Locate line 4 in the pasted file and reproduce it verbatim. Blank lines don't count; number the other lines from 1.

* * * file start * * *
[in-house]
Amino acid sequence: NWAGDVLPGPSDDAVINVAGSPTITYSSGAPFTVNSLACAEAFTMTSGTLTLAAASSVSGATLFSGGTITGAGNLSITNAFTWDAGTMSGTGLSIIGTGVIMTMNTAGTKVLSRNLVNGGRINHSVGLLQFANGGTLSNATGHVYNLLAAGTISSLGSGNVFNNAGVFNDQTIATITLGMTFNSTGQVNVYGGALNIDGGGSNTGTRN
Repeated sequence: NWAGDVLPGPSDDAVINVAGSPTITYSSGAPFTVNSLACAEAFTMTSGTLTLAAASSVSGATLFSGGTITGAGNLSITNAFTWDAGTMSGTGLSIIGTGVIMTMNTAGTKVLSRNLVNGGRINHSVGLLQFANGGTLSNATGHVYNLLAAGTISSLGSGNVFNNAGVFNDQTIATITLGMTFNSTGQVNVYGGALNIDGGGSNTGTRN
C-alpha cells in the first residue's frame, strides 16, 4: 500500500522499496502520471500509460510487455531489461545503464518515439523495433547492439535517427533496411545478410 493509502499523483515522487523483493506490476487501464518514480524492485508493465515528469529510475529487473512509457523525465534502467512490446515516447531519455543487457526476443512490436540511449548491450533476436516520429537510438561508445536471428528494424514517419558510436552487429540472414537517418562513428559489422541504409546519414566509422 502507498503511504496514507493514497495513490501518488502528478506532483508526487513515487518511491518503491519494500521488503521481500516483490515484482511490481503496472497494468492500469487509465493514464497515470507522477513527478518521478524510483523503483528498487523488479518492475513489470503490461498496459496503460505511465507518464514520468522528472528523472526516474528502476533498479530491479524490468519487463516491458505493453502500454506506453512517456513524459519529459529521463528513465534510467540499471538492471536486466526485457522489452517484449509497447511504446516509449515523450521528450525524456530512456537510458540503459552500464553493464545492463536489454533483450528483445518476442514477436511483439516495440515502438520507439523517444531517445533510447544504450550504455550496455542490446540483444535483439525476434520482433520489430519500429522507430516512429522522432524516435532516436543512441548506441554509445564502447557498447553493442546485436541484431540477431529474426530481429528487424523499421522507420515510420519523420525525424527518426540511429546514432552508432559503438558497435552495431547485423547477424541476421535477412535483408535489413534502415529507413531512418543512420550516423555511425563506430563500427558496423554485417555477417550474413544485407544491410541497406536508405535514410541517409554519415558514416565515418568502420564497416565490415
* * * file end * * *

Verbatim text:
C-alpha cells in the first residue's frame, strides 16, 4: 500500500522499496502520471500509460510487455531489461545503464518515439523495433547492439535517427533496411545478410 493509502499523483515522487523483493506490476487501464518514480524492485508493465515528469529510475529487473512509457523525465534502467512490446515516447531519455543487457526476443512490436540511449548491450533476436516520429537510438561508445536471428528494424514517419558510436552487429540472414537517418562513428559489422541504409546519414566509422 502507498503511504496514507493514497495513490501518488502528478506532483508526487513515487518511491518503491519494500521488503521481500516483490515484482511490481503496472497494468492500469487509465493514464497515470507522477513527478518521478524510483523503483528498487523488479518492475513489470503490461498496459496503460505511465507518464514520468522528472528523472526516474528502476533498479530491479524490468519487463516491458505493453502500454506506453512517456513524459519529459529521463528513465534510467540499471538492471536486466526485457522489452517484449509497447511504446516509449515523450521528450525524456530512456537510458540503459552500464553493464545492463536489454533483450528483445518476442514477436511483439516495440515502438520507439523517444531517445533510447544504450550504455550496455542490446540483444535483439525476434520482433520489430519500429522507430516512429522522432524516435532516436543512441548506441554509445564502447557498447553493442546485436541484431540477431529474426530481429528487424523499421522507420515510420519523420525525424527518426540511429546514432552508432559503438558497435552495431547485423547477424541476421535477412535483408535489413534502415529507413531512418543512420550516423555511425563506430563500427558496423554485417555477417550474413544485407544491410541497406536508405535514410541517409554519415558514416565515418568502420564497416565490415